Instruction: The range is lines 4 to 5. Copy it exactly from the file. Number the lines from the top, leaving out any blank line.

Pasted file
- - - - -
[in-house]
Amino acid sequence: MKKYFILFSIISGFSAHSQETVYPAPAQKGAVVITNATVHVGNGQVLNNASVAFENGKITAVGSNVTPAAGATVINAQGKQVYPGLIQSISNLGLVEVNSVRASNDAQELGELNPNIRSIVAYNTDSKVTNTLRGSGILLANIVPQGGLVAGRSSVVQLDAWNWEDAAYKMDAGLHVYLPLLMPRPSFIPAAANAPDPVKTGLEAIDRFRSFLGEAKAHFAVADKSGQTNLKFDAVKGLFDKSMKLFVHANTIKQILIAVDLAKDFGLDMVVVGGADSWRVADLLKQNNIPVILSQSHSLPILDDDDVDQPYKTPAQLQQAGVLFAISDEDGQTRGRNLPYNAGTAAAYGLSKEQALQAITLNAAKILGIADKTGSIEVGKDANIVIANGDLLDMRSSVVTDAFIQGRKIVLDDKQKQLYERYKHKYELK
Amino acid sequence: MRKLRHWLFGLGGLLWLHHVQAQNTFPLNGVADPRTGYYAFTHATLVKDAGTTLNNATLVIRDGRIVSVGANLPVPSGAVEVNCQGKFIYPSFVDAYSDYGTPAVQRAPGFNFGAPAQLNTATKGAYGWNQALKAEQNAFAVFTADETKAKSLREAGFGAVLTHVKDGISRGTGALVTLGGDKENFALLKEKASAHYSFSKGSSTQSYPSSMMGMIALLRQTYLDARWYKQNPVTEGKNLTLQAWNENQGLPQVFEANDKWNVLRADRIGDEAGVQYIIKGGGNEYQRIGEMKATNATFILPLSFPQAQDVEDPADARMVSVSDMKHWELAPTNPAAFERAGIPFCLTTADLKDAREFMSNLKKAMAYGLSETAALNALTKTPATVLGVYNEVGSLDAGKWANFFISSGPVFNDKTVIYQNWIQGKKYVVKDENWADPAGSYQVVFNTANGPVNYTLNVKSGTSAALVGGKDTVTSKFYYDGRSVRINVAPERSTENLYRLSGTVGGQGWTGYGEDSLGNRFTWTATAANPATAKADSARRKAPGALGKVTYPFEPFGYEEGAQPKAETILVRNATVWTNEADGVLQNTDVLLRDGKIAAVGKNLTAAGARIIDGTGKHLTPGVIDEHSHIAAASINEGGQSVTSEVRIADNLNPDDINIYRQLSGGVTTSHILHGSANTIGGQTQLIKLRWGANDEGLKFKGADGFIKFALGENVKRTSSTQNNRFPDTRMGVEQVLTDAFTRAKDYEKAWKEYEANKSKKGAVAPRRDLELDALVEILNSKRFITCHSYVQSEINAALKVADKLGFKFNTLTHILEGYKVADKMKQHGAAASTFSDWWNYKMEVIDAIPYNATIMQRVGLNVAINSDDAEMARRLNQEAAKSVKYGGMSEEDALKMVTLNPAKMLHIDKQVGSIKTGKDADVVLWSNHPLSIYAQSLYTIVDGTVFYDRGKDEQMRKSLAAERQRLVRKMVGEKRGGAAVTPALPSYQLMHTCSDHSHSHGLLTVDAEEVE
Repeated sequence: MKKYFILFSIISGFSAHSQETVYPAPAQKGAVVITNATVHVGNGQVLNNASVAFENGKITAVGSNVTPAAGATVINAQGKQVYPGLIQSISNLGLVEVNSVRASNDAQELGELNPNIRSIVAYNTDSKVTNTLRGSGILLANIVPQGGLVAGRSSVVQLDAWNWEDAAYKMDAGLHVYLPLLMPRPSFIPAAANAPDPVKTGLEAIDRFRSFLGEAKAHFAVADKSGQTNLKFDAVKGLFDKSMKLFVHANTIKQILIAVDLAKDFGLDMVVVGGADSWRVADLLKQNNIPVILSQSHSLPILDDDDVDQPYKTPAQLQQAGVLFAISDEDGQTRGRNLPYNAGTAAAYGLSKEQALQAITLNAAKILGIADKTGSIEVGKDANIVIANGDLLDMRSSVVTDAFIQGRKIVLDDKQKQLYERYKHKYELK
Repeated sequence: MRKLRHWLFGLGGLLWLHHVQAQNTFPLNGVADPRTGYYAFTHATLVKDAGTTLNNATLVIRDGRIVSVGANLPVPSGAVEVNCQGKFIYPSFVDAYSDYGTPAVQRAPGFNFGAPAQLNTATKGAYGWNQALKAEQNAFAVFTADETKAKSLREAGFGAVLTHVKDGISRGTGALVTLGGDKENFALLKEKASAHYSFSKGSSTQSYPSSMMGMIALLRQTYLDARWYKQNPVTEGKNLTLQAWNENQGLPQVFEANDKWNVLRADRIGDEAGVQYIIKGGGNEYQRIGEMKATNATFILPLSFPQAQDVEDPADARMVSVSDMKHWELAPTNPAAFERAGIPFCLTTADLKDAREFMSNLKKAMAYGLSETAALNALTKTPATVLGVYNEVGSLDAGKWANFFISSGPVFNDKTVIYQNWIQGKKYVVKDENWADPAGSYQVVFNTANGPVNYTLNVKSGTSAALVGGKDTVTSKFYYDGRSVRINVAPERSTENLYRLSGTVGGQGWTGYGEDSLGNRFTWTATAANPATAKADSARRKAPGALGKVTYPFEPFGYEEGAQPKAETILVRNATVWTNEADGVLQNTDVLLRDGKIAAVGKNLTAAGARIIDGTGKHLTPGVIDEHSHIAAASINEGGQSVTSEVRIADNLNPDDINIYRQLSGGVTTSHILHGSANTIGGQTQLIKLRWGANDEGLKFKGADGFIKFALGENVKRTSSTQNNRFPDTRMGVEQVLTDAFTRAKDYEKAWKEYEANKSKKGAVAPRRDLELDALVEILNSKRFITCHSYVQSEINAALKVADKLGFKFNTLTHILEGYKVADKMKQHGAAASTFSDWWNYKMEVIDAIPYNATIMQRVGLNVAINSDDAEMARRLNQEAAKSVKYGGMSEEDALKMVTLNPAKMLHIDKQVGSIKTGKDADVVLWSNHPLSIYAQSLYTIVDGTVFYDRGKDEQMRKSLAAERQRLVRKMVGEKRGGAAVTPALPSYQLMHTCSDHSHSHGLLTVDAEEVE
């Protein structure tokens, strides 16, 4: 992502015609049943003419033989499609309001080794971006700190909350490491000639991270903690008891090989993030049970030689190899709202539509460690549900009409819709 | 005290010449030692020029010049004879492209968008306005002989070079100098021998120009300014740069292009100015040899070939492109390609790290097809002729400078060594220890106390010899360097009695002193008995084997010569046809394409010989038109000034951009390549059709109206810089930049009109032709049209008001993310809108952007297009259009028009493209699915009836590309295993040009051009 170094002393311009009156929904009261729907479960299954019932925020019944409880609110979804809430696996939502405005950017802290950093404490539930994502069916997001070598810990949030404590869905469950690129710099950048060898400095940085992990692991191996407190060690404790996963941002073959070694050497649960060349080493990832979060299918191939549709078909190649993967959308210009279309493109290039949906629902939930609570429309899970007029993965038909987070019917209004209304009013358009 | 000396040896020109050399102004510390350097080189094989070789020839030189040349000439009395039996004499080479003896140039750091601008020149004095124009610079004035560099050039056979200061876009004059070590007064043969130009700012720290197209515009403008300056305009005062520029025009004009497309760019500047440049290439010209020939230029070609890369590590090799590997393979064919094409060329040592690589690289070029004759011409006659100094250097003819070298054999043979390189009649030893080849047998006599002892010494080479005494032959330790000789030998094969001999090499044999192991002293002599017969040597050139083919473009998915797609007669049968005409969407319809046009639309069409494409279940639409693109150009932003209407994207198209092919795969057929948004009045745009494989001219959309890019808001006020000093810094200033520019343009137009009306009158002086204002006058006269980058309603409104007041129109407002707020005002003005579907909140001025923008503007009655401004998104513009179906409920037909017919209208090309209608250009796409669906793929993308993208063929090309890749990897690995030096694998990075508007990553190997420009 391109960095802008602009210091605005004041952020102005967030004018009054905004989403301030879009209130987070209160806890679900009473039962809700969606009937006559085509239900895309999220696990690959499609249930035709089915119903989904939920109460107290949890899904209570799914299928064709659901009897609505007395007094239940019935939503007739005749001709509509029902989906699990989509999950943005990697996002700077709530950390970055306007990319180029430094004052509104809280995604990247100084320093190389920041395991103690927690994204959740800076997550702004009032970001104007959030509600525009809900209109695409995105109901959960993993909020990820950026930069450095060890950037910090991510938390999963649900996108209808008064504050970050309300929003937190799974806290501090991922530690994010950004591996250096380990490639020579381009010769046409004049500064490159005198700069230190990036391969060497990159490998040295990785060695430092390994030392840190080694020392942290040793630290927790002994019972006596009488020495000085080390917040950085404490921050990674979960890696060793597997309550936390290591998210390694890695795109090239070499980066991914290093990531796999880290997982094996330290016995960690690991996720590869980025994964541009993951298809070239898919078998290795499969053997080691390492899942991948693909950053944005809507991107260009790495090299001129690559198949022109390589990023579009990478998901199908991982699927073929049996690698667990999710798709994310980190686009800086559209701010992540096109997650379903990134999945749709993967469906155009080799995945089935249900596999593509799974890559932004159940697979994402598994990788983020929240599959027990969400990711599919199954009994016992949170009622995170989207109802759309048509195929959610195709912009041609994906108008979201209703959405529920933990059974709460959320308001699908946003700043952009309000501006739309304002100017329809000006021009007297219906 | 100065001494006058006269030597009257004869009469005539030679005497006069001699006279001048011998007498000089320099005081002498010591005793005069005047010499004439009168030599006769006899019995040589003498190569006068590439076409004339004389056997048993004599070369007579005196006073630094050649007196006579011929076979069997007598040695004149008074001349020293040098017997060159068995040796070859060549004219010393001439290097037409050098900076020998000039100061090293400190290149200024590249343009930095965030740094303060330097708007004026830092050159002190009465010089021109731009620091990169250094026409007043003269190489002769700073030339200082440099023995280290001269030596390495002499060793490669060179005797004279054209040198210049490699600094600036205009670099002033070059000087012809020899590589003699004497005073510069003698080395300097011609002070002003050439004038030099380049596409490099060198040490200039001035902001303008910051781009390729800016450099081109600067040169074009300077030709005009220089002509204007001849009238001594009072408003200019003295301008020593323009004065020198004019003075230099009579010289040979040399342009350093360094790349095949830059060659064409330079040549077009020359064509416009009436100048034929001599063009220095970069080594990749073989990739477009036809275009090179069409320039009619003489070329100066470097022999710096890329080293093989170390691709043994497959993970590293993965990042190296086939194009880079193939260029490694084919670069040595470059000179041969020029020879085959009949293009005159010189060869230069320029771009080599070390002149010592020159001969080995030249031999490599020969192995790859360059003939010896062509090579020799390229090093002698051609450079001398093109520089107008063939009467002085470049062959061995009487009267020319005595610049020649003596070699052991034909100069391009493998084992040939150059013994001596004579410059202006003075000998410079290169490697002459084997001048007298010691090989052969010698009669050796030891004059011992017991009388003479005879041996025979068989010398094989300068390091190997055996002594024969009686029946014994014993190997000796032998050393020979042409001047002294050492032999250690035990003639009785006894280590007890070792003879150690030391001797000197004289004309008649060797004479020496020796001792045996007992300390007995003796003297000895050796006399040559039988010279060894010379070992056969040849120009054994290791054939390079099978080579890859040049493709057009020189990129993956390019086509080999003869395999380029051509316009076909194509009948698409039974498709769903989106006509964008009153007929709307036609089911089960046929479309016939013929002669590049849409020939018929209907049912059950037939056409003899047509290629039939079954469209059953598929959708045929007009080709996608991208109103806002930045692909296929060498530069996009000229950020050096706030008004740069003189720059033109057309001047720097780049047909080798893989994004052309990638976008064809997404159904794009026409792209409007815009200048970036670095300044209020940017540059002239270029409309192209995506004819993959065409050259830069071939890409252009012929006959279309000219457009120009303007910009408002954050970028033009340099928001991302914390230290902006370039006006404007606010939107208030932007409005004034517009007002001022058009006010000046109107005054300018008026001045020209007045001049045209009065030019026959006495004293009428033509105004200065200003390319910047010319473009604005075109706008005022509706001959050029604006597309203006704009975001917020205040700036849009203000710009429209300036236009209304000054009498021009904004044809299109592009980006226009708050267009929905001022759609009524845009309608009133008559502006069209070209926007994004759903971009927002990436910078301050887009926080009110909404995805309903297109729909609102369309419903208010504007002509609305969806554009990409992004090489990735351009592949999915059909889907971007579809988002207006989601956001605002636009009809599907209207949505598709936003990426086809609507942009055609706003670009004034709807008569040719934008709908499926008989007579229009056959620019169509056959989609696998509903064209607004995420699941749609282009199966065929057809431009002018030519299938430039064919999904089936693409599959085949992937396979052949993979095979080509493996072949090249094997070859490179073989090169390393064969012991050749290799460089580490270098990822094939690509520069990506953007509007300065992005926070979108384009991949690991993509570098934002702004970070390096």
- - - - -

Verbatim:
Repeated sequence: MKKYFILFSIISGFSAHSQETVYPAPAQKGAVVITNATVHVGNGQVLNNASVAFENGKITAVGSNVTPAAGATVINAQGKQVYPGLIQSISNLGLVEVNSVRASNDAQELGELNPNIRSIVAYNTDSKVTNTLRGSGILLANIVPQGGLVAGRSSVVQLDAWNWEDAAYKMDAGLHVYLPLLMPRPSFIPAAANAPDPVKTGLEAIDRFRSFLGEAKAHFAVADKSGQTNLKFDAVKGLFDKSMKLFVHANTIKQILIAVDLAKDFGLDMVVVGGADSWRVADLLKQNNIPVILSQSHSLPILDDDDVDQPYKTPAQLQQAGVLFAISDEDGQTRGRNLPYNAGTAAAYGLSKEQALQAITLNAAKILGIADKTGSIEVGKDANIVIANGDLLDMRSSVVTDAFIQGRKIVLDDKQKQLYERYKHKYELK
Repeated sequence: MRKLRHWLFGLGGLLWLHHVQAQNTFPLNGVADPRTGYYAFTHATLVKDAGTTLNNATLVIRDGRIVSVGANLPVPSGAVEVNCQGKFIYPSFVDAYSDYGTPAVQRAPGFNFGAPAQLNTATKGAYGWNQALKAEQNAFAVFTADETKAKSLREAGFGAVLTHVKDGISRGTGALVTLGGDKENFALLKEKASAHYSFSKGSSTQSYPSSMMGMIALLRQTYLDARWYKQNPVTEGKNLTLQAWNENQGLPQVFEANDKWNVLRADRIGDEAGVQYIIKGGGNEYQRIGEMKATNATFILPLSFPQAQDVEDPADARMVSVSDMKHWELAPTNPAAFERAGIPFCLTTADLKDAREFMSNLKKAMAYGLSETAALNALTKTPATVLGVYNEVGSLDAGKWANFFISSGPVFNDKTVIYQNWIQGKKYVVKDENWADPAGSYQVVFNTANGPVNYTLNVKSGTSAALVGGKDTVTSKFYYDGRSVRINVAPERSTENLYRLSGTVGGQGWTGYGEDSLGNRFTWTATAANPATAKADSARRKAPGALGKVTYPFEPFGYEEGAQPKAETILVRNATVWTNEADGVLQNTDVLLRDGKIAAVGKNLTAAGARIIDGTGKHLTPGVIDEHSHIAAASINEGGQSVTSEVRIADNLNPDDINIYRQLSGGVTTSHILHGSANTIGGQTQLIKLRWGANDEGLKFKGADGFIKFALGENVKRTSSTQNNRFPDTRMGVEQVLTDAFTRAKDYEKAWKEYEANKSKKGAVAPRRDLELDALVEILNSKRFITCHSYVQSEINAALKVADKLGFKFNTLTHILEGYKVADKMKQHGAAASTFSDWWNYKMEVIDAIPYNATIMQRVGLNVAINSDDAEMARRLNQEAAKSVKYGGMSEEDALKMVTLNPAKMLHIDKQVGSIKTGKDADVVLWSNHPLSIYAQSLYTIVDGTVFYDRGKDEQMRKSLAAERQRLVRKMVGEKRGGAAVTPALPSYQLMHTCSDHSHSHGLLTVDAEEVE